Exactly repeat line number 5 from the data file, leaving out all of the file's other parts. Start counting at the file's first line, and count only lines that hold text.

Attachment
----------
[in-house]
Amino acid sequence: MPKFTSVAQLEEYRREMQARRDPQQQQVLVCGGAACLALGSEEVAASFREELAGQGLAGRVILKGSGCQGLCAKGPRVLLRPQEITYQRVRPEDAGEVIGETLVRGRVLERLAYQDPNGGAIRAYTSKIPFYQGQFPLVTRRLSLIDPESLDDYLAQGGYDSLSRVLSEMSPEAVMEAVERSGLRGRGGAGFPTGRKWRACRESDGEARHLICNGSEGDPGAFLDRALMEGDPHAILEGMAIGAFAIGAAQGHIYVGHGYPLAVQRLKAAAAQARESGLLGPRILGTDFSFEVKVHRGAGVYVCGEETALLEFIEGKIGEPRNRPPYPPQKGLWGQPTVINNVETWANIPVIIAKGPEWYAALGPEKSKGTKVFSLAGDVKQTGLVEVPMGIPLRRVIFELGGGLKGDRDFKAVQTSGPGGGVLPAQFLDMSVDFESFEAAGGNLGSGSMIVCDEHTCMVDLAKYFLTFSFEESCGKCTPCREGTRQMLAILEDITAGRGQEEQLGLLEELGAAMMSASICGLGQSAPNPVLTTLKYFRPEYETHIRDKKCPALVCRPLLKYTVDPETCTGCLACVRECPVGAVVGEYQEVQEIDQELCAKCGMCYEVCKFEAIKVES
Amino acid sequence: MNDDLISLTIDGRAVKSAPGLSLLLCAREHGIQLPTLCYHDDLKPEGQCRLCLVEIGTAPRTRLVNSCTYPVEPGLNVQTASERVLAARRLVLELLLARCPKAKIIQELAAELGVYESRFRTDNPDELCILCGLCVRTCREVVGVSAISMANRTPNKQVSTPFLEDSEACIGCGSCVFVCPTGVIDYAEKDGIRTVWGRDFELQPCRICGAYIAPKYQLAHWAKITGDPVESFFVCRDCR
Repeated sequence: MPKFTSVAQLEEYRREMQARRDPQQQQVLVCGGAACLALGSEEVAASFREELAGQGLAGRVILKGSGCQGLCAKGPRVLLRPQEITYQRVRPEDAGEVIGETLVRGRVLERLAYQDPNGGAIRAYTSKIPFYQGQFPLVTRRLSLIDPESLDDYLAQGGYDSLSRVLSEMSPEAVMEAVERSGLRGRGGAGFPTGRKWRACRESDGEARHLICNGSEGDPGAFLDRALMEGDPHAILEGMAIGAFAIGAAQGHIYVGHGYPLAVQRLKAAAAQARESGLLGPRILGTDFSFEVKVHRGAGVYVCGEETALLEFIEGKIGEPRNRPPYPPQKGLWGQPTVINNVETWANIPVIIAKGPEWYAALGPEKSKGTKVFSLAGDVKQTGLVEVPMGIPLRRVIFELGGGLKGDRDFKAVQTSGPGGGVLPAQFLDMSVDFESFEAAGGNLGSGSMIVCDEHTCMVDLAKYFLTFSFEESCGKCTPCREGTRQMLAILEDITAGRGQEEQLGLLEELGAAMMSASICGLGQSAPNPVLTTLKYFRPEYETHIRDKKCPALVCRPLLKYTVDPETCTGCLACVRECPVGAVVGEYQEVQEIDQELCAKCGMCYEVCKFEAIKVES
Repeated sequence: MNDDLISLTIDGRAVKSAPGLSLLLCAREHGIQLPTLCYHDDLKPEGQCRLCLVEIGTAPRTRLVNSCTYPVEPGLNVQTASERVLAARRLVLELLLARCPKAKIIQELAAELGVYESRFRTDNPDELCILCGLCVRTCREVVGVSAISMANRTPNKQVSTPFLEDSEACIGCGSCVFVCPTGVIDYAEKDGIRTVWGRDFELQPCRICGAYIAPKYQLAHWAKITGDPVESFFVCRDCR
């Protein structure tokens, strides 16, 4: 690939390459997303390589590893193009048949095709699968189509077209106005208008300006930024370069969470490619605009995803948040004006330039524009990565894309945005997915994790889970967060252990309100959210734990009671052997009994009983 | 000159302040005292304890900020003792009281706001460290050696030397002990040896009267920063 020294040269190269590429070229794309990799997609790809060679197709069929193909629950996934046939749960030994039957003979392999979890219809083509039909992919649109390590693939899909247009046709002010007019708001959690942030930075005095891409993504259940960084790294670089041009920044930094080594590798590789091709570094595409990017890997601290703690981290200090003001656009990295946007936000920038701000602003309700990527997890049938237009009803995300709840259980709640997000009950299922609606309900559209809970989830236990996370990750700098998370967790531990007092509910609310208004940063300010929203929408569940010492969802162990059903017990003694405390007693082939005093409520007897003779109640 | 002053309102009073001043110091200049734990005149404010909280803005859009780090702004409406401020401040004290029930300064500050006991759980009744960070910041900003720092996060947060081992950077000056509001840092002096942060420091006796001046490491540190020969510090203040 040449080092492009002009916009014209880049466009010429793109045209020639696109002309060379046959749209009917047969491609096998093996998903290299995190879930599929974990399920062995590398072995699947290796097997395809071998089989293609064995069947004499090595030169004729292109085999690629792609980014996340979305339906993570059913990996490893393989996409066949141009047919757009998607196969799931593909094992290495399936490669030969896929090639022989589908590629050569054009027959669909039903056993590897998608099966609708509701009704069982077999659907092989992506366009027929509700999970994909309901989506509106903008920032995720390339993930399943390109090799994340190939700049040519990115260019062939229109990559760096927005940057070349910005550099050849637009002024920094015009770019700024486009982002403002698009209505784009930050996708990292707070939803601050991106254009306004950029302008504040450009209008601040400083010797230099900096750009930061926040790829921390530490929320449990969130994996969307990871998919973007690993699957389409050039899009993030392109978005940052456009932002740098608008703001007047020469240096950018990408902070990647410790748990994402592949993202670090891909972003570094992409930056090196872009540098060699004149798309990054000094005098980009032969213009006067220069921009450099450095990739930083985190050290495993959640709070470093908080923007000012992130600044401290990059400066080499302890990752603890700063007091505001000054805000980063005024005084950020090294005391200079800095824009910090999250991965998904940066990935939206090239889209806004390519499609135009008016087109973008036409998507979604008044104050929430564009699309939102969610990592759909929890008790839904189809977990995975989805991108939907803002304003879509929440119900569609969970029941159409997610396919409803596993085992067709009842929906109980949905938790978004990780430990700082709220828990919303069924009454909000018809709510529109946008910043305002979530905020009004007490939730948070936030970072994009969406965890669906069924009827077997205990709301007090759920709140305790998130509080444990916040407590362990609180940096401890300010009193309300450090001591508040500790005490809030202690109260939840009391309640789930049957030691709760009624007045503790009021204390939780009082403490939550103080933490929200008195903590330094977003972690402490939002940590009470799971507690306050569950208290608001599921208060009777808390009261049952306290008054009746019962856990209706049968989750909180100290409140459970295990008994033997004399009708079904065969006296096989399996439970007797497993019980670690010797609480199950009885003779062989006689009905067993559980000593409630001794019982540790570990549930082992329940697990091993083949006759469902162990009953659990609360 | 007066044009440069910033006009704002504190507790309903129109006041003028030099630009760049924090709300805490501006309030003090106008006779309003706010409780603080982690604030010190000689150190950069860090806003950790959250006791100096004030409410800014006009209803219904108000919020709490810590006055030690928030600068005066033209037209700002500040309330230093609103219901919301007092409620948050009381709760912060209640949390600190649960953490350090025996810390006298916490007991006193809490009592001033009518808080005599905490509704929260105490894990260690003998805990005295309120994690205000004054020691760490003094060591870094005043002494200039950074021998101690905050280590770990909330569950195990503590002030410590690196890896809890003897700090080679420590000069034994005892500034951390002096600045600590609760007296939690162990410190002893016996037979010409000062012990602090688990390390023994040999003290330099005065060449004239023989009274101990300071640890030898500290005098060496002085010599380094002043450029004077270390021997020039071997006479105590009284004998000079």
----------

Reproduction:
Repeated sequence: MNDDLISLTIDGRAVKSAPGLSLLLCAREHGIQLPTLCYHDDLKPEGQCRLCLVEIGTAPRTRLVNSCTYPVEPGLNVQTASERVLAARRLVLELLLARCPKAKIIQELAAELGVYESRFRTDNPDELCILCGLCVRTCREVVGVSAISMANRTPNKQVSTPFLEDSEACIGCGSCVFVCPTGVIDYAEKDGIRTVWGRDFELQPCRICGAYIAPKYQLAHWAKITGDPVESFFVCRDCR